Arms control has been another area of tension. Under the Trump the administration, the United States announced its withdrawal from the 1987 Intermediate-Range Nuclear Forces (INF) treaty, that was set to fully eliminate ballistic missiles, cruise missiles and their launchers. Washington “solely” blamed Russia for its move, citing allegations that it was “covertly developing and fielding a prohibited missile system that poses a direct threat to our allies and troops abroad”, something Moscow has wholeheartedly denied.
Worrying to many, little progress has been made to prolong another important treaty in relations to arms control between the two states: the New START. The nuclear arms reduction agreement was signed between President Barack Obama and President Medvedev back in 2010. START is set to expire in 2021, but its future remains uncertain, as Washington keeps insisting that China should join the talks on the treaty’s extension, which it is so far unwilling to do, citing the fact that its nuclear arsenal was significantly lower than that of the United States.
In addition, President Trump announced that the US would be withdrawing from another key strategic partnership – the Treaty on Open Skies. The agreement was signed in 1992 to permit its 35 member states gathering information about each other’s military activities through short-notice reconnaissance flights. But according to Trump, Russia was violating the treaty and thus, the US’s withdrawal was imminent.
Disagreements in Europe
Trump has never been a NATO enthusiast, recently proceeding with plans to pull out 12,000 personnel from Germany, which he has accused of being “delinquent” in its commitment to spend 2 percent of its GDP on defence. But the president has also dragged Moscow into this dispute, asking why the United States should protect Germany from Russia, when Berlin actually pays it “billions of dollars a year for Energy”.
This claim reinforced a long-maintained belief that the alliance existed solely as a deterrence against an alleged “Russian threat”. But it also illustrated another important point of disagreement between Moscow and Washington – the Nord Stream 2 pipeline. The project has been criticised by President Trump as creating a security risk for Europe by turning Germany into "hostage of Russia". There are some economic issues at stake though, as the United States is not interested in losing the lucrative European gas market to Russia. In December 2019, Trump signed a law prompting to punish with sanctions any company that assists Russia’s largest gas exporter Gazprom with the project.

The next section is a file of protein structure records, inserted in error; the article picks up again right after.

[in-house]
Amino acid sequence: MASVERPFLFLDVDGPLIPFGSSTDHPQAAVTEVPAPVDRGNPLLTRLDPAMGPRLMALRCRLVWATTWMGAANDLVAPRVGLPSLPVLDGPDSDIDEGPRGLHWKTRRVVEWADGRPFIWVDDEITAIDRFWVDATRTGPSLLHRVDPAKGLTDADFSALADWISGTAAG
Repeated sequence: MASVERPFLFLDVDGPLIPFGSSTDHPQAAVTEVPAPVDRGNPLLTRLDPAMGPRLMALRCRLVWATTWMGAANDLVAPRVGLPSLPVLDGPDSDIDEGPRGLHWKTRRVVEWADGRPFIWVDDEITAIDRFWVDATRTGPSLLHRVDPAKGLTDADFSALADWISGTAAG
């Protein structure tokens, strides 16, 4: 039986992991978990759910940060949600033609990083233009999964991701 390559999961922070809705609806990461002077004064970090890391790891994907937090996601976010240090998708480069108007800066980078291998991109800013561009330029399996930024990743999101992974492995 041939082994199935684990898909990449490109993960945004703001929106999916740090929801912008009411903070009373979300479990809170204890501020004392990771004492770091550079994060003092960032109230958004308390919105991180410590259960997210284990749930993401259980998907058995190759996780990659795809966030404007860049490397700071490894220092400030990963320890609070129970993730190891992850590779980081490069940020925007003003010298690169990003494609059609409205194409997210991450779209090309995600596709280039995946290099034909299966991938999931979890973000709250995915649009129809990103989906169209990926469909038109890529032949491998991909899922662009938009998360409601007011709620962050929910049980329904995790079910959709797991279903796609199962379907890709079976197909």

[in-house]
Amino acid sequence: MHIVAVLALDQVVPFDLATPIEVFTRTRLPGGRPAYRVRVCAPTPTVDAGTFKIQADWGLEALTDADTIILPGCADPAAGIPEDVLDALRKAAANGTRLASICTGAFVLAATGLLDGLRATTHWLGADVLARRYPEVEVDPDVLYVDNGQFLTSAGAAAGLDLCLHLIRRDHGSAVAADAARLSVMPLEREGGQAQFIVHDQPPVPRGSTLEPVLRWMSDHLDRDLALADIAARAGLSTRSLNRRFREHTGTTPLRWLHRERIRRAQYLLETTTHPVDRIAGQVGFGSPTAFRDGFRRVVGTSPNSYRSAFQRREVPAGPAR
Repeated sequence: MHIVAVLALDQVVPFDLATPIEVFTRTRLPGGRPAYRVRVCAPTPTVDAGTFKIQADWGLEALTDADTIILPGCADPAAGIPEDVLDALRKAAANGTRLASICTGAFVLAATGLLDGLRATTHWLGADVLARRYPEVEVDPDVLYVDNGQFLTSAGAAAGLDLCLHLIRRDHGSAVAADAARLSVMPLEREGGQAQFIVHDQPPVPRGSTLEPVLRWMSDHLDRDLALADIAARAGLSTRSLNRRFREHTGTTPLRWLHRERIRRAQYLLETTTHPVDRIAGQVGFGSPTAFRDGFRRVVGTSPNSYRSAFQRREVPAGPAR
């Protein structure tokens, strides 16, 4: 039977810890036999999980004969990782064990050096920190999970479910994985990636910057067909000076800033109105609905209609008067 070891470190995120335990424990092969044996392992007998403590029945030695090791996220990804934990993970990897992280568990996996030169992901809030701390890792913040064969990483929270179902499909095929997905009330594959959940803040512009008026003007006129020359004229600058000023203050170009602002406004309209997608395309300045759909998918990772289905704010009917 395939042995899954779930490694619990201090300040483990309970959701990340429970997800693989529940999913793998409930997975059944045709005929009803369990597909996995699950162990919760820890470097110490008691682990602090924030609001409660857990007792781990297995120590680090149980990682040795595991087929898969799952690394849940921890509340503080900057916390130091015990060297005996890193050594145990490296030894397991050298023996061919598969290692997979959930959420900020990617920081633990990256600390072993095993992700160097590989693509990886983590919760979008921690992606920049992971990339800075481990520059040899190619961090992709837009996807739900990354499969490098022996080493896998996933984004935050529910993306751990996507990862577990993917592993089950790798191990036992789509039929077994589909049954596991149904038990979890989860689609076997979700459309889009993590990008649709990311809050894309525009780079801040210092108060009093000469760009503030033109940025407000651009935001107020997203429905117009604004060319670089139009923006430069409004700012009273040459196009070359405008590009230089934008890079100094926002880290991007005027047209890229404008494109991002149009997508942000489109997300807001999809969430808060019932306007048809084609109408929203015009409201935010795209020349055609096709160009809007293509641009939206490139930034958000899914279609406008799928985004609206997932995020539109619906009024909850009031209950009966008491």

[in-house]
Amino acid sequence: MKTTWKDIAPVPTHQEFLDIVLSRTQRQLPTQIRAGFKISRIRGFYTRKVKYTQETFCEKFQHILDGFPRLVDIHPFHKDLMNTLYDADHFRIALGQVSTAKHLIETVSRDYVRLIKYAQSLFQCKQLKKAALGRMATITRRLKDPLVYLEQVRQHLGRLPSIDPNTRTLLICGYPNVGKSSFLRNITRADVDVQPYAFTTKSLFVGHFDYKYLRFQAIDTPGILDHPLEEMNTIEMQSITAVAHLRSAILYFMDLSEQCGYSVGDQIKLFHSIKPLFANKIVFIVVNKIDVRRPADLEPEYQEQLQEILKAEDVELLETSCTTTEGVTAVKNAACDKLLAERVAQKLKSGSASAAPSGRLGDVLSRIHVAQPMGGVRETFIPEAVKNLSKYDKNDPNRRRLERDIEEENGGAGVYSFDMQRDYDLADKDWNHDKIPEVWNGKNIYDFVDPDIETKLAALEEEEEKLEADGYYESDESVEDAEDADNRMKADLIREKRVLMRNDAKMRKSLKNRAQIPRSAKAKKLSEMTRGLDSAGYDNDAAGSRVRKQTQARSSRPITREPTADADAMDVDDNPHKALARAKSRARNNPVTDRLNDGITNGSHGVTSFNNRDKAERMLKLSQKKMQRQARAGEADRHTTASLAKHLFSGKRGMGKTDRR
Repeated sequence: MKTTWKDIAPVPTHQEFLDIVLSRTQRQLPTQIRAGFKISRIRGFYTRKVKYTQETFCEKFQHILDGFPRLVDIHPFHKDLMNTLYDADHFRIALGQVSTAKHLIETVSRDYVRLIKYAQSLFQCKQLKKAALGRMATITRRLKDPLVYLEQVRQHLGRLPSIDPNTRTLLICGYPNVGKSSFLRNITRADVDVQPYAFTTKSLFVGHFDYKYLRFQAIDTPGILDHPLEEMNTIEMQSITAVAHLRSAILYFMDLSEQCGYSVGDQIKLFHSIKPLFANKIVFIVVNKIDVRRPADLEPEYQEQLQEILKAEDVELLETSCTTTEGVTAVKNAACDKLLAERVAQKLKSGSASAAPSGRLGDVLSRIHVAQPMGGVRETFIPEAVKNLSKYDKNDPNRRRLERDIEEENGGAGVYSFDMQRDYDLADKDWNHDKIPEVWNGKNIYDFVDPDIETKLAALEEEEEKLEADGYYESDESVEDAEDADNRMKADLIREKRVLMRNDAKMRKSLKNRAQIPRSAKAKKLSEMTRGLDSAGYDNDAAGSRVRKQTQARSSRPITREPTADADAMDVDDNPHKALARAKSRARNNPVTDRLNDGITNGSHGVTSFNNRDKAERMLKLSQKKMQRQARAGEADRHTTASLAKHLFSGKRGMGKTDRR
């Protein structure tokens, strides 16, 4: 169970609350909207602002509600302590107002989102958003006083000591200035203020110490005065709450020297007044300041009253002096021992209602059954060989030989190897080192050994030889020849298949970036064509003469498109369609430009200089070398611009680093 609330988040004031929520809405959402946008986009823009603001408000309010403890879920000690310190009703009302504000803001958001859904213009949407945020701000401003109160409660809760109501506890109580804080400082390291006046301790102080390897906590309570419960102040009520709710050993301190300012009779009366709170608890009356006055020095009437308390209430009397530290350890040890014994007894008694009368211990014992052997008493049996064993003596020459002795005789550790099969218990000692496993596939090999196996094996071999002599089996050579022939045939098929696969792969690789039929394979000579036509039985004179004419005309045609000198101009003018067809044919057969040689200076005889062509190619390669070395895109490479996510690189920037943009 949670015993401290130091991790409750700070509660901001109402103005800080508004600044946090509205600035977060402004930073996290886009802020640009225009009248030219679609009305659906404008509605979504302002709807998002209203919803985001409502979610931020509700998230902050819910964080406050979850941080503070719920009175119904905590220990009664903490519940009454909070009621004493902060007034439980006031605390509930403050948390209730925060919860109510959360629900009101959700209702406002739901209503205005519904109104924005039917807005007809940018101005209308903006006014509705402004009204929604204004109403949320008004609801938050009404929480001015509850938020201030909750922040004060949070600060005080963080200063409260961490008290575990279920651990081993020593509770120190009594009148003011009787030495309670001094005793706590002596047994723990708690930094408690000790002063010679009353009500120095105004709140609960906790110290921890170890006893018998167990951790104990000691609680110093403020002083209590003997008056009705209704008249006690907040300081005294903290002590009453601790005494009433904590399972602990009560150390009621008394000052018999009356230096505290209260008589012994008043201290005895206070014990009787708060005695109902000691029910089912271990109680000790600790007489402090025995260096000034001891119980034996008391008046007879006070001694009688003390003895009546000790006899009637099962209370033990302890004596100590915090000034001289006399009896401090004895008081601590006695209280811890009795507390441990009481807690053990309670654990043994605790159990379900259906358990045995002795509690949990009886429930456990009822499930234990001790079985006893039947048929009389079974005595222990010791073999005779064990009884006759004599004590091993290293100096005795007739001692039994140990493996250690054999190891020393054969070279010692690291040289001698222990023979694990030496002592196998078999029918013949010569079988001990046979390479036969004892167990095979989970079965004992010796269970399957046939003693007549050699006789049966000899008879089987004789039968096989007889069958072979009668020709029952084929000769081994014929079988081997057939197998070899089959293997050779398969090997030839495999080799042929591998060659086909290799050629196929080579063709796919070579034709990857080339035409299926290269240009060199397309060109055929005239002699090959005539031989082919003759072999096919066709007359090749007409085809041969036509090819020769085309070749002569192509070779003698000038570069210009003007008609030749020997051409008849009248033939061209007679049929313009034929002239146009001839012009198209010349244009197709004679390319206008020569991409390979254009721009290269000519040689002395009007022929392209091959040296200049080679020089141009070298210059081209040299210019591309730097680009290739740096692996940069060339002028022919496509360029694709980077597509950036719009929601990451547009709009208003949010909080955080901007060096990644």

Opposition in the Middle East
The US and Russia have been on opposite sides of the barricades in the ongoing Syrian civil war. Russia publicly backed the country’s legitimate president Bashar al-Assad, a man Trump has called a “gas killing animal”.
In 2017, the US military targeted Syria’s Shayrat air base with 59 Tomahawk missiles over an alleged chemical attack in Khan Shaykhun on 4 April. This received Russia’s strong condemnation, with Moscow pledging to suspend an existing agreement set to minimize the risk of in-flight incidents between US and Russian aircraft operating in Syria.
A year later, Washington publicly deliberated new military actions against Bashar al-Assad's government, accusing it of perpetuating a new chemical weapons attack against the Syrian population in April 2018, which was denied by both Moscow and Damascus.
This prompted Russia to promise an imminent response to any American strike towards Syria. Then, the US president went on to openly threaten Russia over its call for a possible retaliation by saying “Get ready Russia, because they will be coming, nice and new and “smart!”.
Eventually, the US, France and Britain launched over 100 missiles against Syria, while trying to avoid a direct confrontation with Russia. Moscow dubbed the use of force against Syria an “act of aggression.”
Trump administration also slapped Moscow with sanctions over its support for the Syrian president.
During this heated dispute between the two nuclear powers, Donald Trump admitted that the US relationship with Russia was “worse now than it has ever been, and that includes the Cold War”.